Credit: Capitol Beat News Service
Kettle Creek Battlefield Wins National Park Service Designation
The Kettle Creek Battlefield in Wilkes County is now an “affiliated area” of the National Park Service (NPS), U.S. Rep Jody Hice, R-Greensboro, announced Monday.
Then-Secretary of the Interior David Bernhardt approved the designation earlier this month, marking a commitment by the federal government to preserve the Revolutionary War site for future generations.
“This is an enormous win for all of us who have spent years working toward this goal,” Hice said in a statement. “Kettle Creek Battlefield [will] finally receive the recognition it deserves.”
The battle at Kettle Creek on Feb. 14, 1779, was the first major victory for Patriot forces in Georgia, showing conclusively that the British could never pacify the South’s frontier backcountry.
Efforts to have Kettle Creek Battlefield designated a national park date back nearly a century. U.S. Sen. Richard Russell of Georgia was among those who pushed for acquisition of the property.
Hice introduced legislation directing the Interior Department to conduct a study of the battlefield. The U.S. House of Representatives passed the bill last month.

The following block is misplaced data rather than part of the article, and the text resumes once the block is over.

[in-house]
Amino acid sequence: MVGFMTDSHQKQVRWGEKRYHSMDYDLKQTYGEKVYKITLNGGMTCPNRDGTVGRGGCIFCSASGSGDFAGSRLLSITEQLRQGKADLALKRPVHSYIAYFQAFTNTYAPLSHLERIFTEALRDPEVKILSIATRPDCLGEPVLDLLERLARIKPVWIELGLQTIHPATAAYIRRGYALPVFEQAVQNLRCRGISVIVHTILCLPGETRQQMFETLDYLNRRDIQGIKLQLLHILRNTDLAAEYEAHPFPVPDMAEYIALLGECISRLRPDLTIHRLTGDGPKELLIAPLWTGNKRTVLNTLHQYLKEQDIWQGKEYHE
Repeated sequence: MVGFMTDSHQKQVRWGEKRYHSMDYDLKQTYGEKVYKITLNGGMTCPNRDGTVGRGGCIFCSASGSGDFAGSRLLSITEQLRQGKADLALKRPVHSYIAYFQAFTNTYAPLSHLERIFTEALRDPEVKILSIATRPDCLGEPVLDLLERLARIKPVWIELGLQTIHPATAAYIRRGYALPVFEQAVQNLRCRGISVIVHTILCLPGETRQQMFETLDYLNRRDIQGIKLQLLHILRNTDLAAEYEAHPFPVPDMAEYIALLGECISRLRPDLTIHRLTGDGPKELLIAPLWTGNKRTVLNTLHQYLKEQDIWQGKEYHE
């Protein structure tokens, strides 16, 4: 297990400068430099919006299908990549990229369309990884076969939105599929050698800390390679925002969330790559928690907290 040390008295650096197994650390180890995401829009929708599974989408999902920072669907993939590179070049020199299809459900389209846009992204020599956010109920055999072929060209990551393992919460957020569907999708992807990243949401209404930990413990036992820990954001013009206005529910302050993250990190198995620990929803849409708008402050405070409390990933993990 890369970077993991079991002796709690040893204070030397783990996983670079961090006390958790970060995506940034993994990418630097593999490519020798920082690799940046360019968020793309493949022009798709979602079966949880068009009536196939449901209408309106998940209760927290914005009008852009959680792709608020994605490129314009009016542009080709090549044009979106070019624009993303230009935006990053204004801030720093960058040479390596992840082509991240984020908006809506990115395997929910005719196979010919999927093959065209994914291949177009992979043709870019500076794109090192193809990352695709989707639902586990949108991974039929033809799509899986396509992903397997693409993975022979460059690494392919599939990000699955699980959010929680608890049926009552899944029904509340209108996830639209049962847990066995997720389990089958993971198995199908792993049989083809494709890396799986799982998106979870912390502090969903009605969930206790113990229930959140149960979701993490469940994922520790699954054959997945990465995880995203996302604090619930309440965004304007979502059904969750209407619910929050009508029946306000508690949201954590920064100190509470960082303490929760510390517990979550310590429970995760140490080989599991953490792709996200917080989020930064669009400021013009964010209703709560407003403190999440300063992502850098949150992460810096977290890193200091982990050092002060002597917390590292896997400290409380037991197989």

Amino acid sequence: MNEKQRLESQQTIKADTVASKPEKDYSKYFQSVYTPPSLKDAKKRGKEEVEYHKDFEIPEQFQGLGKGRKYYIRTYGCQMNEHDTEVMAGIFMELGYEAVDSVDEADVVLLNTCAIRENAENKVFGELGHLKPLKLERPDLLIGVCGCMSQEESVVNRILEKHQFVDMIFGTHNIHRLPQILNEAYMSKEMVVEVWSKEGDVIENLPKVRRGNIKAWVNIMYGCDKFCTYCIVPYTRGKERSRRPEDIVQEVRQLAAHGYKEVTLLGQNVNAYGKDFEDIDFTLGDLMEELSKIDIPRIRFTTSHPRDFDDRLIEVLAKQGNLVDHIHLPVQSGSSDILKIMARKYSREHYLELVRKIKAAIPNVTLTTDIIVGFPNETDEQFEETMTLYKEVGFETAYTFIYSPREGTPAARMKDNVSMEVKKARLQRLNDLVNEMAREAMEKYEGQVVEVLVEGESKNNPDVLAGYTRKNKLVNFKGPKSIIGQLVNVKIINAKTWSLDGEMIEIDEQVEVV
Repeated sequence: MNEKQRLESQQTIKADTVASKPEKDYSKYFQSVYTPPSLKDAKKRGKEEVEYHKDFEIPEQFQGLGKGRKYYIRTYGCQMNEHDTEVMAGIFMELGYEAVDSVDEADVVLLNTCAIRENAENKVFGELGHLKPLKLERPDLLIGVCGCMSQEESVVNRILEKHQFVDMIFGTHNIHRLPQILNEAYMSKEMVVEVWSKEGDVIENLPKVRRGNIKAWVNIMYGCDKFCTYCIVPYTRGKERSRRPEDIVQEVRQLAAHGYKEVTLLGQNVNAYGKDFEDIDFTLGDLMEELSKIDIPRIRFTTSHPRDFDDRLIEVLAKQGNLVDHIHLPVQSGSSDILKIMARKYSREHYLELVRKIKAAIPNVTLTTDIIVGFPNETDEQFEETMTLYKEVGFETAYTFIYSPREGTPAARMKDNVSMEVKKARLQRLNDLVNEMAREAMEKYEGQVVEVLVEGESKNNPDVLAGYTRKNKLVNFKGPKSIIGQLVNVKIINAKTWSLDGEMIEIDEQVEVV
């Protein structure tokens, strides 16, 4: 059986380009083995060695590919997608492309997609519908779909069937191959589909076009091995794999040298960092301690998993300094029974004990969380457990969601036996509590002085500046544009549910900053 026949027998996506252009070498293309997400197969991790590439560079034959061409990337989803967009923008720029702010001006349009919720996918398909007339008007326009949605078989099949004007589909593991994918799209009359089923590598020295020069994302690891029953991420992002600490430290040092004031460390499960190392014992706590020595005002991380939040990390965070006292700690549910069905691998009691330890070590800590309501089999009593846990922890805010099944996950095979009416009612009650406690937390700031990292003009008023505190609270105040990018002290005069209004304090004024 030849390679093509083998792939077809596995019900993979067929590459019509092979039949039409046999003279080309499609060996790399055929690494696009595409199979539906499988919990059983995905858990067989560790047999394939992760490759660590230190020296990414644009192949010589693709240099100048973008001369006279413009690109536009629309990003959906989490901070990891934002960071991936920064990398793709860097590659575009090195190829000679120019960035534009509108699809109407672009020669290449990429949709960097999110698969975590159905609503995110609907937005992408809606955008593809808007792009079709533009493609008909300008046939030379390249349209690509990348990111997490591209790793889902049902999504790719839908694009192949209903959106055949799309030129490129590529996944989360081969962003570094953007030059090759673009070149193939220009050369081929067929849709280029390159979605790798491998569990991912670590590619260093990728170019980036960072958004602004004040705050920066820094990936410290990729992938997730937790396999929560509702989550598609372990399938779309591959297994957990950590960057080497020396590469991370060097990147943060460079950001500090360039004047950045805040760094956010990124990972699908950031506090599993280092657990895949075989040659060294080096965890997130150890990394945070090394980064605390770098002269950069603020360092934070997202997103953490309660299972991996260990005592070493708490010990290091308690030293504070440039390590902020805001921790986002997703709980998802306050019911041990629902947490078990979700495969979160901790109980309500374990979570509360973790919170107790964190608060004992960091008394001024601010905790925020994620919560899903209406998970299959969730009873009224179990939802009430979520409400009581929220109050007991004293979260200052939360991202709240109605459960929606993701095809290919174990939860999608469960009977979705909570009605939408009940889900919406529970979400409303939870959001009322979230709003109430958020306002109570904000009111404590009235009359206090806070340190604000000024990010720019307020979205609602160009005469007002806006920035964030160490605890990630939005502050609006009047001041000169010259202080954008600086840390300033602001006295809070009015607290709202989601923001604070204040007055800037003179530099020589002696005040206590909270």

Affiliated areas are a designation within the National Park Service referring to sites that may be recognized by Congress and may receive federal assistance but typically are owned and administered primarily by nonfederal entities.
Groups that worked to make the designation a reality for the Kettle Creek Battlefield include the Kettle Creek Battlefield Association, the Georgia Battlefields Association and Georgia Piedmont Land Trust and the Watson-Brown Foundation. Wilkes County also was involved.
Supporters hosted NPS Acting Director Dan Smith on a tour of the site back in May 2019.
This story comes to GPB through a reporting partnership with Capitol Beat News Service